As the period of the fast is lengthened, the tissues increase the utilisation of free fatty acids and ketone bodies while that of glucose decreases.34 There is a reduction in glucose output from the liver, which is accounted for mainly by a decrease in glycogenolysis, with an increase in the rate of gluconeogenesis. It is speculated that increased gluconeogenesis is explained by the augmented secretion of counter-regulatory hormones such as glucagon, and the reduction in insulin secretion.7 The augmented glucagon production is associated with diminished insulin secretion permitting fat deposits to be converted into glycerol and fatty acids, and allowing the degradation of proteins into amino acids for gluconeogenesis. Released free fatty acids bind to albumin to be transported to the liver, where they participate in mitochondrial β-oxidation or they are re-esterified to triacylglycerols and phospholipids.7 β-oxidation generates acetyl-Co that can be turned into ketone bodies (acetoacetate and 3β-hydroxybutyrate) via the hydroxymethylglutaryl coenzyme A pathway, or it can be oxidised in the Krebs cycle.
Following a nocturnal fast, the main gluconeogenic precursors are lactate, glycerol and alanine. Recycling of carbon atoms from plasma glucose generates the majority of the overnight fasting lactate and alanine.7 In gluconeogenesis, the first reaction converts pyruvate to oxaloacetate to phosphoenolpyruvate. The second reaction is the rate-limiting step for the process of gluconeogenesis, and implicates the conversion of fructose-1, 6-biphosphate to fructose-6-biphosphate. In the last step glucose-6-phosphate is transformed into free glucose.
Young children differ from adults in that glycogen stores are limited and only sufficient for approximately 12 h of starvation, after which gluconeogenesis will be responsible for the maintenance of a normal blood glucose concentration.7 Haymond et al35 showed that after a 30 h fast, children had lower glucose and alanine concentrations than adult men and women. For this reason, children do not tolerate long fasting periods.
Children’s brain in relation to body size, is much larger than in adults. That is why the glucose production rates are higher in children, so as to meet the brain’s higher metabolic demands. Bier et al36 measured glucose production rates in infants and children using 6,6-dideuteroglucose and showed that the brain size was the principal determinant of factors that regulate hepatic glucose output throughout life.
Sunehag et al37 have shown that children between the ages of 8 years and 9 years have a higher rate of gluconeogenesis, on a body weight basis, than adolescents between the ages of 14 years and 16 years. Interestingly, the fraction of glucose produced from gluconeogenesis was almost the same between the two groups. The same study showed that gluconeogenesis contributed to 50% of glucose production in the childhood period. A higher glucose utilisation rate per kilogram body weight is demonstrated in neonates and young children when starved, compared with adult requirements.7 Hence for these reasons, children are more susceptible to hypoglycaemia in comparison to adults.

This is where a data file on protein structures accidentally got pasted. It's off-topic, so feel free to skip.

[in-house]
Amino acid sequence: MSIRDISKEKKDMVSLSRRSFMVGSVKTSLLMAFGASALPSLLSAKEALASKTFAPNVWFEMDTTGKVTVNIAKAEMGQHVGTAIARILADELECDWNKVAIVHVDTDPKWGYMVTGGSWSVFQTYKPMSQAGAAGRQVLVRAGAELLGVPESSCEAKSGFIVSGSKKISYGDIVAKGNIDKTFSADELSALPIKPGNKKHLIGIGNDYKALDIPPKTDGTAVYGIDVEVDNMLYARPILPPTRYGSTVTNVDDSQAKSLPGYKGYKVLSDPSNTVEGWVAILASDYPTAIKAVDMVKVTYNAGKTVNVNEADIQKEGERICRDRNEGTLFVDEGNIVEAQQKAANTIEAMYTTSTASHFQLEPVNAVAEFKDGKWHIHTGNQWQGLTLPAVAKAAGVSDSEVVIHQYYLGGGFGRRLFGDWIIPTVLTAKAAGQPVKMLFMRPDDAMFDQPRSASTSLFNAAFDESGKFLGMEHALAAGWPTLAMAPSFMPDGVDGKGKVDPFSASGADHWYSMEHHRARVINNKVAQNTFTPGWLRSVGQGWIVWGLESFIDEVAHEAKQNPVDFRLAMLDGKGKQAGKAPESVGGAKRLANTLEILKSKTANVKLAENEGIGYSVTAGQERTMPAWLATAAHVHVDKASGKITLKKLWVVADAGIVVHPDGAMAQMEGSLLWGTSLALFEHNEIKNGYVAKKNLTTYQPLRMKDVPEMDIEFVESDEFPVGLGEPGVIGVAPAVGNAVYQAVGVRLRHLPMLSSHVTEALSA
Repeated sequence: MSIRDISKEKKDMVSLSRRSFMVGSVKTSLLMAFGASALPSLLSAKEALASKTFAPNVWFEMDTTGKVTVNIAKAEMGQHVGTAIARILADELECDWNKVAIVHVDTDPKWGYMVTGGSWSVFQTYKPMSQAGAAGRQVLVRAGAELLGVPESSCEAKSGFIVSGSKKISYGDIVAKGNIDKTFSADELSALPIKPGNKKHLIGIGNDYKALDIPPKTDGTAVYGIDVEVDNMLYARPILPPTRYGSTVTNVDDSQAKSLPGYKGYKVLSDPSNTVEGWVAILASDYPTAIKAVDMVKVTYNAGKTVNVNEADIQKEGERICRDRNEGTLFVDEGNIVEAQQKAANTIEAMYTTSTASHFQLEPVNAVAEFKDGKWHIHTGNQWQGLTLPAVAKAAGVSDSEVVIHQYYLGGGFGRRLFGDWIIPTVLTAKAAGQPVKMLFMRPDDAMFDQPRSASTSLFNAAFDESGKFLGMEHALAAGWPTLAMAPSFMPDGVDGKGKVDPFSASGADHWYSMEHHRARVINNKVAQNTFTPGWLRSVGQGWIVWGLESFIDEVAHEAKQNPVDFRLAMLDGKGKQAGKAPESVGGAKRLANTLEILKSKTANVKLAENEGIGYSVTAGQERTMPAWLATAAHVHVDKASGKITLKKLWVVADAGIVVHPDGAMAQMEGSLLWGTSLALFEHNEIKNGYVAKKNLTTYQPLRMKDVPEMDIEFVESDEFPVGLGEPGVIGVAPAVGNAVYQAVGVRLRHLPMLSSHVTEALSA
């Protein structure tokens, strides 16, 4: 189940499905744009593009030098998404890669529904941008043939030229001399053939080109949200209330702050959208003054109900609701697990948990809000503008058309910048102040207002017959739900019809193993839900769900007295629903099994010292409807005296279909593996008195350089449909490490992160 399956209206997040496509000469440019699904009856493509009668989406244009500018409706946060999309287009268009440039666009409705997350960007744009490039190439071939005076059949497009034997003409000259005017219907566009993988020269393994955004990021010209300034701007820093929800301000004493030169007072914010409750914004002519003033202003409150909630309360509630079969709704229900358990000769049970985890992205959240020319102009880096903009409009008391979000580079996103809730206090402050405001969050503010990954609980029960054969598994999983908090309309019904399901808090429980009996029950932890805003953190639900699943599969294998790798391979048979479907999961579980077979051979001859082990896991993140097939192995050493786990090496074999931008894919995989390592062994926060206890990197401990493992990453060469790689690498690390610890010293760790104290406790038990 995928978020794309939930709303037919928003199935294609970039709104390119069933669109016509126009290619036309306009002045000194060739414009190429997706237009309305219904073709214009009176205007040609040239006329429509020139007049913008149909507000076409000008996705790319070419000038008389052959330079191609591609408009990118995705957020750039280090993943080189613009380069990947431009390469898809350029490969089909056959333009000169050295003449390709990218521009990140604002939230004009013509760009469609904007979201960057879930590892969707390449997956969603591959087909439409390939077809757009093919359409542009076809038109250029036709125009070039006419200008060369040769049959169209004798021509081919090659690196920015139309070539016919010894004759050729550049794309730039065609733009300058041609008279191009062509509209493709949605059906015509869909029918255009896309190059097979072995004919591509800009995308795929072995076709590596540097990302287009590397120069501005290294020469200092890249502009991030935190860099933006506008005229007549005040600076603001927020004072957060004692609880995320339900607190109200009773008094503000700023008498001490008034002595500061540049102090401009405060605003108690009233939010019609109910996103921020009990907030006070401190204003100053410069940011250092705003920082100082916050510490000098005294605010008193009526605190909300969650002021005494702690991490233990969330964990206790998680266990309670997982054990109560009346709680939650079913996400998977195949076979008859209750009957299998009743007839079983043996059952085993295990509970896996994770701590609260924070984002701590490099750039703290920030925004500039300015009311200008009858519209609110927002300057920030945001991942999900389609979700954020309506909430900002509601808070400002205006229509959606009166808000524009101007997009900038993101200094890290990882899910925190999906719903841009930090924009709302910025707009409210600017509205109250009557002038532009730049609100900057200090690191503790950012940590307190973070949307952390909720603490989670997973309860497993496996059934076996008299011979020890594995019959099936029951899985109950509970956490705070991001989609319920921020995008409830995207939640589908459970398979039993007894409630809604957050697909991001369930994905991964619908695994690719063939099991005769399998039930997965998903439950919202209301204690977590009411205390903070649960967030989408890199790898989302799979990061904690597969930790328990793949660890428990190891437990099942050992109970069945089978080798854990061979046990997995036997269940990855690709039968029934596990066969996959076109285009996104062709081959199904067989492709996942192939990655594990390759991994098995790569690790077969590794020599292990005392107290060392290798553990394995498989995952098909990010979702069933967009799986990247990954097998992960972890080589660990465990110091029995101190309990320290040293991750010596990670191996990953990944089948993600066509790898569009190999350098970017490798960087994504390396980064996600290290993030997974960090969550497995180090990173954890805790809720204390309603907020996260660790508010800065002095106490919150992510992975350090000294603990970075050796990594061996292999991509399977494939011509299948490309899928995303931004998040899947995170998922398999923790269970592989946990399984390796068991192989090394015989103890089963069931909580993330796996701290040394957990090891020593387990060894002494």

As the period of fast becomes more prolonged, the ongoing energy requirements of muscle and other tissues rely progressively more on free fatty acids and ketone bodies. Hepatic fatty acid oxidation generates ketone bodies, which are transferred to peripheral tissues for use as an alternative fuel.7 It is mainly the brain that has no other substantial non-glucose-derived energy source but ketone bodies. The brain’s continuous requirement of energy allows ketone bodies to replace glucose as the predominant fuel for nervous tissue during prolonged fasting.38
During the period of a fast there is a complex interaction of metabolic and hormonal mechanisms, which leads to important fluctuations in the concentrations of the counter-regulatory hormones and intermediary metabolites. Children differ in their response to fasting in comparison to adults.35 For example, studies in adults have shown that the blood concentrations of free fatty acids, glycerol and ketones progressively rise as the starvation period is prolonged.39 Children exposed to a short fast develop ketosis and ketonuria quickly, suggesting that children convert more rapidly to a fuel economy based largely on fat. Thus infants and children develop hypoglycaemia more readily.
Apart from the immediate neonatal period, the normal range of fasting blood glucose concentration is 3.5–5.5 mmol/L. Blood glucose concentrations are kept within this range by a complex interplay of hormones which control glucose production and utilisation. In term appropriate for age healthy newborns within the first few hours of life, ‘normal’ blood glucose concentrations can range between 1.4 mmol/L and 6.2 mmol/L, but by about 72 h of life they reach values of 3.5–5.5 mmol/L. Hypoglycaemia should be considered as a continuum and the blood glucose level should be interpreted within the clinical scenario and with respect to the counter-regulatory hormonal responses and intermediate metabolites.
Contributors MG wrote the section on neonatal glucose physiology and created table 1 and figure 1. SAR wrote the section on perinatal glucose physiology and drew figures 2 and 3. KH wrote the rest of the manuscript and checked the completed manuscript. He completed all the references.
Competing interests None declared.
Provenance and peer review Commissioned; externally peer reviewed.